Guidelines on when to undergo mammography to detect breast cancer may need to be revised for women who are at high risk of having a particularly poor prognosis if cancer develops, according to a study published May 3, 2018 in the journal JAMA Oncology. The study explored cases of what’s known as “interval cancers” — cancers that are diagnosed after a negative mammography screening but before the next recommended screening exam.
Interval breast cancers include situations where a tumor was present when the mammography was performed but the cancer was missed, as well as tumors that arise during the interval between mammograms. These fast-growing tumors tend to be more aggressive and associated with a poorer prognosis.
Interval cancers are among the most frustrating problems associated with breast cancer screening. But studying how and why these cases occur may help researchers identify subgroups of women who need mammography more frequently, at younger ages or who would benefit from a more rigorous type of screening, such as screening with ultrasound or magnetic resonance imaging (MRI) technology.
“We know that mammography screening works, but we know it’s imperfect,” says Anne Marie McCarthy, PhD, lead investigator of the study and an assistant in epidemiology at Massachusetts General Hospital and an instructor at Harvard Medical School in Boston. “We estimate about 15 percent of breast cancers are diagnosed during a reasonable interval after a negative mammogram. It’s rare for women to get cancer within a year of mammography, but it does happen, and it’s very upsetting.”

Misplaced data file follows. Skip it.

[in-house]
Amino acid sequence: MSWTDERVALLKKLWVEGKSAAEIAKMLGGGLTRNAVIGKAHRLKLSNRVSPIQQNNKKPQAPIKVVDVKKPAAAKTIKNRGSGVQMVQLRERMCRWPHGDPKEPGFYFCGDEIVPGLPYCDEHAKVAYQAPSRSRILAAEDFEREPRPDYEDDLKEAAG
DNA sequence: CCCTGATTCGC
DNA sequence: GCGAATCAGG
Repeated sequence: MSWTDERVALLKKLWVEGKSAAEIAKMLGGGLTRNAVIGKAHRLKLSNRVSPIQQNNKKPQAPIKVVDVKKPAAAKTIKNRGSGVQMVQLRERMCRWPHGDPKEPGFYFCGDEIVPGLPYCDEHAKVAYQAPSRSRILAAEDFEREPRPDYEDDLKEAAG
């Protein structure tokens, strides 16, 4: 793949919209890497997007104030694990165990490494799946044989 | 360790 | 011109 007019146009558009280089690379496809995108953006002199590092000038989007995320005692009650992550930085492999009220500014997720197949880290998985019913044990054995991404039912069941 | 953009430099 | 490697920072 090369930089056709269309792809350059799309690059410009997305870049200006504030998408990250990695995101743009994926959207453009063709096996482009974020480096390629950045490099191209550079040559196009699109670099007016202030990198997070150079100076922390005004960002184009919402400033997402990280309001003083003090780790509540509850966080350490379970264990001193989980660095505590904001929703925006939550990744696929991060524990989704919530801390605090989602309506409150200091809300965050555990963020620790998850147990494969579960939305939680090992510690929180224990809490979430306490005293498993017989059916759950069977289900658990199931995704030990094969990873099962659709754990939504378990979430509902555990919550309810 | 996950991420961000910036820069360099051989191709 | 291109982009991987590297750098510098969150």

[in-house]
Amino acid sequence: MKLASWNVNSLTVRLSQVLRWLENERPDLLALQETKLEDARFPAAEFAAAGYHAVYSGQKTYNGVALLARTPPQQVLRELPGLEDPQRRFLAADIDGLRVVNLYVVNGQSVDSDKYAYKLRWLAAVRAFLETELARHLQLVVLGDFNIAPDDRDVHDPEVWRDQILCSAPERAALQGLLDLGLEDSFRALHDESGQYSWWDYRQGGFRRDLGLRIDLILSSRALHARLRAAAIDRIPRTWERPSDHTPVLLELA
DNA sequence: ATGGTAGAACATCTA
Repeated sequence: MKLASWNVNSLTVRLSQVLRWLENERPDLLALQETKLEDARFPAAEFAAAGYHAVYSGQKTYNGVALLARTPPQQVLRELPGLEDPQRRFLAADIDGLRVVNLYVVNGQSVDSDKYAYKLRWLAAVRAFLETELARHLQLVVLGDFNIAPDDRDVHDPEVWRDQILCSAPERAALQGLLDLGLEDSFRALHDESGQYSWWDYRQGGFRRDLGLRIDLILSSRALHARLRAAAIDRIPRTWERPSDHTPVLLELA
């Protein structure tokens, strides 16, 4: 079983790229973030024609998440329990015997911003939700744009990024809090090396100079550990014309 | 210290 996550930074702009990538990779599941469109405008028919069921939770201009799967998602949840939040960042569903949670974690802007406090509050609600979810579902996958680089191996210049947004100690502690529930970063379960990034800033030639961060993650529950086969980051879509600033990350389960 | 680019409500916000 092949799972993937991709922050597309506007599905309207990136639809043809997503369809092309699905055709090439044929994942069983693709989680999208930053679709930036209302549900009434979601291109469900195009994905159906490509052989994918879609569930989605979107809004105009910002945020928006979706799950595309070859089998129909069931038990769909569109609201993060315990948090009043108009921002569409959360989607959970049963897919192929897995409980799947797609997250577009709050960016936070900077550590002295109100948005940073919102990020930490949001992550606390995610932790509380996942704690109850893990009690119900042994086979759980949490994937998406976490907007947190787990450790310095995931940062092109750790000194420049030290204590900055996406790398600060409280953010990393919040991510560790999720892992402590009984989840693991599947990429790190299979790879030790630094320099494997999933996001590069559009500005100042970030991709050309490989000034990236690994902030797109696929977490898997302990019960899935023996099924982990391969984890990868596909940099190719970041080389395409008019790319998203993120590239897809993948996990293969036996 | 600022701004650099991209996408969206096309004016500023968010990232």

Interval Breast Cancers: Fast Growing and Deadlier
“When we think about creating screening guidelines, we’re thinking about what works for the whole population,” she says. “We have this blanket recommendation. But are there specific groups of women who are at higher risk and may need more frequent screening or other types of screening? Our idea is we might want to focus on risk factors and prevention strategies for the cancers with the poorest prognosis.”
Dr. McCarthy and her colleagues analyzed data from 306,028 women age 40 and older who had no earlier diagnosis of breast cancer and underwent mammography screening. Cases of cancer found after a negative mammography screening were more likely to be linked to a poor prognosis (cases in which the cancer had already spread or the cancer was a more aggressive type). About 43 percent of interval cancer cases were defined as having a poor prognosis compared with almost 27 percent of cases of cancer found during routine mammography screening.
Higher breast density, with tissue that consists of more supportive material rather than fat, was linked to a higher chance of having an interval cancer. Women with dense breast tissue had twice the odds of having an interval cancer diagnosis compared with women with nondense breasts. Those women did not tend to have a worse prognosis, but women with interval cancers who were younger did have a poorer prognosis.